I was on deadline most of the day yesterday, so I didn’t get around to noting the passing of Buckley, who–as Richard Corliss writes here–was as important a TV figure as he was a political and publishing one. Buckley was both a living anachronism and a man ahead of his time, as Richard points out; he exuded an old-fashioned WASPishness but also understood that in the mass-media age he had to present himself not just as a person but as a persona. He came on the public stage at the end of the Eisenhower era, after the brief period in the ’50s when intellectuals thought that TV could be a highbrow forum, and he kept alive the idea of the public intellectual through decades when it became fashionable for thinkers to run away snobbishly from TV. And in an age of programmed partisans, when you can practically read the daily talking points written on the palms of TV pundits, Buckley espoused ideas not because they fit someone’s platform or strategy but because he believed in them: leading him, for instance, to advocate legalizing marijuana in the ’90s.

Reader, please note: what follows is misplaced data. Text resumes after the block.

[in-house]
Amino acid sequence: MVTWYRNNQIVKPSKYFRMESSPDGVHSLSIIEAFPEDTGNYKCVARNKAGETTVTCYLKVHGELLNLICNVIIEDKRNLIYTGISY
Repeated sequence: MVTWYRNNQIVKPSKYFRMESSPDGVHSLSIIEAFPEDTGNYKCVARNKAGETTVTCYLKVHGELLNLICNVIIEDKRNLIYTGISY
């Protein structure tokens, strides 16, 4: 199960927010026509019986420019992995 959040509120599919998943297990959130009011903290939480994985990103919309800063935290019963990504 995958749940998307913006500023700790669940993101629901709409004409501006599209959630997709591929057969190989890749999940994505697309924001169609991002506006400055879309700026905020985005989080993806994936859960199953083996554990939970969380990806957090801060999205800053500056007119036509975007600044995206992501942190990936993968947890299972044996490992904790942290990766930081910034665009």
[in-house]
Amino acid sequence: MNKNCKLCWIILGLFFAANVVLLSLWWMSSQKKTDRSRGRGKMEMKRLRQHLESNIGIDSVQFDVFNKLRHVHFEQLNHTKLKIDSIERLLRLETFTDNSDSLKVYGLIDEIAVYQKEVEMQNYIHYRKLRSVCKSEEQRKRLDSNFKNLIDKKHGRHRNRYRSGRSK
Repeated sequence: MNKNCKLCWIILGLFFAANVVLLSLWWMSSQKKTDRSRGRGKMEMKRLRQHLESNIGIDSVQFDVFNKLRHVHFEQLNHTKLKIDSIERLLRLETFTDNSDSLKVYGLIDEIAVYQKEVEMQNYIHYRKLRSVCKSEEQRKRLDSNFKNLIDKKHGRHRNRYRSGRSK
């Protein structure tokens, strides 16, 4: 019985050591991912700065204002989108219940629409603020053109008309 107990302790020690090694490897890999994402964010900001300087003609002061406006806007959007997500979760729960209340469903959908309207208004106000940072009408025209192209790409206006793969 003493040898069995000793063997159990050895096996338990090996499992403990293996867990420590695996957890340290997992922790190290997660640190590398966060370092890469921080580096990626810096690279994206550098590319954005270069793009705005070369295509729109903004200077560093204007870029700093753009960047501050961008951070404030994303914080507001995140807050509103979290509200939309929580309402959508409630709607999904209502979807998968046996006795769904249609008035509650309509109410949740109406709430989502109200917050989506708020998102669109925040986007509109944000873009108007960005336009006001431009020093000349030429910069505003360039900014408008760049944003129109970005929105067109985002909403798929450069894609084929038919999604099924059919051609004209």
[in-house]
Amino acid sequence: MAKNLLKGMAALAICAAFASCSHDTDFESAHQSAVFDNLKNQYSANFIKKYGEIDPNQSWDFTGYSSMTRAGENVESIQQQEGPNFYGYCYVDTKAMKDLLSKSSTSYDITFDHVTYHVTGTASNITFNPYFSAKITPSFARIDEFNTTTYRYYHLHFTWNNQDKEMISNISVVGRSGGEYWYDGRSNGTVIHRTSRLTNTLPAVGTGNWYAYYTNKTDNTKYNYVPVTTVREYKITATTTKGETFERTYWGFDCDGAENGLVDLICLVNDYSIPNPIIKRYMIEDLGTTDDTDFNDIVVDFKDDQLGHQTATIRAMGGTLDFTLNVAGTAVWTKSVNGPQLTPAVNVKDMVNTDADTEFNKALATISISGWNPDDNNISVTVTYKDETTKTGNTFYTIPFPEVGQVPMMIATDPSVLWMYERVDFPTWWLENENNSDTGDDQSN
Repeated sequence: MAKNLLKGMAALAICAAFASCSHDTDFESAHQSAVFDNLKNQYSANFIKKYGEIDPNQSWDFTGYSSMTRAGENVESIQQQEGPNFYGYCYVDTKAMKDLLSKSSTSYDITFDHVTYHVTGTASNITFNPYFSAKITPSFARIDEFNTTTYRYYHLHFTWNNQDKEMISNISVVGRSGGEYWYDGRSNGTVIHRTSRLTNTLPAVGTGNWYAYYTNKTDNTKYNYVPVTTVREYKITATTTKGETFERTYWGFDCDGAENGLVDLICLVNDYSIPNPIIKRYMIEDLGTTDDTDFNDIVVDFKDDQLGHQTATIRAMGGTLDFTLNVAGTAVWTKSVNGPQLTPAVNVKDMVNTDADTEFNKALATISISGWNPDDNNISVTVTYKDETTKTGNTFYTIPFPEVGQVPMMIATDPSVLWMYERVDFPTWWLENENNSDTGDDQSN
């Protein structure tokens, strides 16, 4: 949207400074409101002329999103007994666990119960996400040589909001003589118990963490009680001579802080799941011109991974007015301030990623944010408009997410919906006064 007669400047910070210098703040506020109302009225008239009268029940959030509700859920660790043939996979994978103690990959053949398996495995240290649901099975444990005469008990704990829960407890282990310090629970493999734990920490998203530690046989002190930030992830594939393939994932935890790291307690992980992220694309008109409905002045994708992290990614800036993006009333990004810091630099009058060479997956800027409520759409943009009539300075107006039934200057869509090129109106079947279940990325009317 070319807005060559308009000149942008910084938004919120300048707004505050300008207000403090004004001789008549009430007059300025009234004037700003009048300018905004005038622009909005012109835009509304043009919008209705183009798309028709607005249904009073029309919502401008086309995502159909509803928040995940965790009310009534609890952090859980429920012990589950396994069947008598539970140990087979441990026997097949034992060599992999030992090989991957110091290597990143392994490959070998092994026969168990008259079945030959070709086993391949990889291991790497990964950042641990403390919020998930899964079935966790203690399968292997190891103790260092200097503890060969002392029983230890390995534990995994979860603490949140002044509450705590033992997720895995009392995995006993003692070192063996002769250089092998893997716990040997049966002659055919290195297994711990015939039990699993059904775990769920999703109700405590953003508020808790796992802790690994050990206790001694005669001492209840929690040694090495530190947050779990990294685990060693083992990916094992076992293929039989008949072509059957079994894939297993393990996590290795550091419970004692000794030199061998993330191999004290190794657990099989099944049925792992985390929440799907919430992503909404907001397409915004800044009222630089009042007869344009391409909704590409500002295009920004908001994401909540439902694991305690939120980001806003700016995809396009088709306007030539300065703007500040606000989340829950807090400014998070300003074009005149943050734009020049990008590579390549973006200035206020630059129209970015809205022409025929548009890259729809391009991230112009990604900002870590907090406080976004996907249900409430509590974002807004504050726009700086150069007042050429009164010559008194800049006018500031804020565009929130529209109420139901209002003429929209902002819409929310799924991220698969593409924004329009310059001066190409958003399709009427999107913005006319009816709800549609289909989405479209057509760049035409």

Whether he worked in books, magazines or TV, Buckley showed that there is no such thing as a medium that can’t present ideas–only people who aren’t willing to.